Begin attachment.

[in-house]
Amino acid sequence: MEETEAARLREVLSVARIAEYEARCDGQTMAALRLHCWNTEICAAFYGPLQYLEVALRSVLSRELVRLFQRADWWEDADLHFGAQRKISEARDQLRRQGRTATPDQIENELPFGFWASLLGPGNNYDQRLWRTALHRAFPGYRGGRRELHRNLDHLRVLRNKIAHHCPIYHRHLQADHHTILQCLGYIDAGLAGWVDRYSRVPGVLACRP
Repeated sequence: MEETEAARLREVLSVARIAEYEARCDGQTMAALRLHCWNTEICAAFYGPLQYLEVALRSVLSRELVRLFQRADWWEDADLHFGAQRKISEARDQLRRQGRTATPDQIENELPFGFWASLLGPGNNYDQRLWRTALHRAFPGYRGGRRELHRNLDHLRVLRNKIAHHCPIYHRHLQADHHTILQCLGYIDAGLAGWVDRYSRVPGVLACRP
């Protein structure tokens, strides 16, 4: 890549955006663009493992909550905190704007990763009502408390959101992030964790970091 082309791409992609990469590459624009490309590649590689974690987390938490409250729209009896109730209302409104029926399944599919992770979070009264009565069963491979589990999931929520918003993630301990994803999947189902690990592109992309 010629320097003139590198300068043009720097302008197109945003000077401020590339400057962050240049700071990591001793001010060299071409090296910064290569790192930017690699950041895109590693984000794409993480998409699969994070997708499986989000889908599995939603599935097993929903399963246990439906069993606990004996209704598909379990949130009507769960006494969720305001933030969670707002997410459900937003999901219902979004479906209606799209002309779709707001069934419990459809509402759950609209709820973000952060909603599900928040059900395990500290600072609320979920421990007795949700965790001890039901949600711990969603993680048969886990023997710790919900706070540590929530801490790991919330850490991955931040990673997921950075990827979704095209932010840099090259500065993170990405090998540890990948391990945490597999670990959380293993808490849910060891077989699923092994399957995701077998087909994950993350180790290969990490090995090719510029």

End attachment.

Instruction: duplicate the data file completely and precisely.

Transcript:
[in-house]
Amino acid sequence: MEETEAARLREVLSVARIAEYEARCDGQTMAALRLHCWNTEICAAFYGPLQYLEVALRSVLSRELVRLFQRADWWEDADLHFGAQRKISEARDQLRRQGRTATPDQIENELPFGFWASLLGPGNNYDQRLWRTALHRAFPGYRGGRRELHRNLDHLRVLRNKIAHHCPIYHRHLQADHHTILQCLGYIDAGLAGWVDRYSRVPGVLACRP
Repeated sequence: MEETEAARLREVLSVARIAEYEARCDGQTMAALRLHCWNTEICAAFYGPLQYLEVALRSVLSRELVRLFQRADWWEDADLHFGAQRKISEARDQLRRQGRTATPDQIENELPFGFWASLLGPGNNYDQRLWRTALHRAFPGYRGGRRELHRNLDHLRVLRNKIAHHCPIYHRHLQADHHTILQCLGYIDAGLAGWVDRYSRVPGVLACRP
């Protein structure tokens, strides 16, 4: 890549955006663009493992909550905190704007990763009502408390959101992030964790970091 082309791409992609990469590459624009490309590649590689974690987390938490409250729209009896109730209302409104029926399944599919992770979070009264009565069963491979589990999931929520918003993630301990994803999947189902690990592109992309 010629320097003139590198300068043009720097302008197109945003000077401020590339400057962050240049700071990591001793001010060299071409090296910064290569790192930017690699950041895109590693984000794409993480998409699969994070997708499986989000889908599995939603599935097993929903399963246990439906069993606990004996209704598909379990949130009507769960006494969720305001933030969670707002997410459900937003999901219902979004479906209606799209002309779709707001069934419990459809509402759950609209709820973000952060909603599900928040059900395990500290600072609320979920421990007795949700965790001890039901949600711990969603993680048969886990023997710790919900706070540590929530801490790991919330850490991955931040990673997921950075990827979704095209932010840099090259500065993170990405090998540890990948391990945490597999670990959380293993808490849910060891077989699923092994399957995701077998087909994950993350180790290969990490090995090719510029």